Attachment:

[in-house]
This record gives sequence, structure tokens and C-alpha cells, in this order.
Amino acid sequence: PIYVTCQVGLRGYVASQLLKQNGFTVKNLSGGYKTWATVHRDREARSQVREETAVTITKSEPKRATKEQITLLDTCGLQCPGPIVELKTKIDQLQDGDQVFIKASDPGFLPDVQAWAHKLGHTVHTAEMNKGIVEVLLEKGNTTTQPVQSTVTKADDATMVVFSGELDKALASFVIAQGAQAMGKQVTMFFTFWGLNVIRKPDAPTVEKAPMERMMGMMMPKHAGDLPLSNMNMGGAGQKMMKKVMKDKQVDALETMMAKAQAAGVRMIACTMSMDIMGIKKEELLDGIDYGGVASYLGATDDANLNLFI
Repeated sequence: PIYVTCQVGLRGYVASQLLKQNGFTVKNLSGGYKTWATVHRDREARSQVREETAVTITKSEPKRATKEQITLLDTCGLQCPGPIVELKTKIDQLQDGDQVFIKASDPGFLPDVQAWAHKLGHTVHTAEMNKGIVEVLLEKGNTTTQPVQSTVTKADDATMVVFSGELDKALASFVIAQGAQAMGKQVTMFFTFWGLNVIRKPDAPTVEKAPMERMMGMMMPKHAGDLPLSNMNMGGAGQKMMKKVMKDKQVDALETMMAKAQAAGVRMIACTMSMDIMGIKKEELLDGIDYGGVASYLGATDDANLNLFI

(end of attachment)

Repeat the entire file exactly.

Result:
[in-house]
This record gives sequence, structure tokens and C-alpha cells, in this order.
Amino acid sequence: PIYVTCQVGLRGYVASQLLKQNGFTVKNLSGGYKTWATVHRDREARSQVREETAVTITKSEPKRATKEQITLLDTCGLQCPGPIVELKTKIDQLQDGDQVFIKASDPGFLPDVQAWAHKLGHTVHTAEMNKGIVEVLLEKGNTTTQPVQSTVTKADDATMVVFSGELDKALASFVIAQGAQAMGKQVTMFFTFWGLNVIRKPDAPTVEKAPMERMMGMMMPKHAGDLPLSNMNMGGAGQKMMKKVMKDKQVDALETMMAKAQAAGVRMIACTMSMDIMGIKKEELLDGIDYGGVASYLGATDDANLNLFI
Repeated sequence: PIYVTCQVGLRGYVASQLLKQNGFTVKNLSGGYKTWATVHRDREARSQVREETAVTITKSEPKRATKEQITLLDTCGLQCPGPIVELKTKIDQLQDGDQVFIKASDPGFLPDVQAWAHKLGHTVHTAEMNKGIVEVLLEKGNTTTQPVQSTVTKADDATMVVFSGELDKALASFVIAQGAQAMGKQVTMFFTFWGLNVIRKPDAPTVEKAPMERMMGMMMPKHAGDLPLSNMNMGGAGQKMMKKVMKDKQVDALETMMAKAQAAGVRMIACTMSMDIMGIKKEELLDGIDYGGVASYLGATDDANLNLFI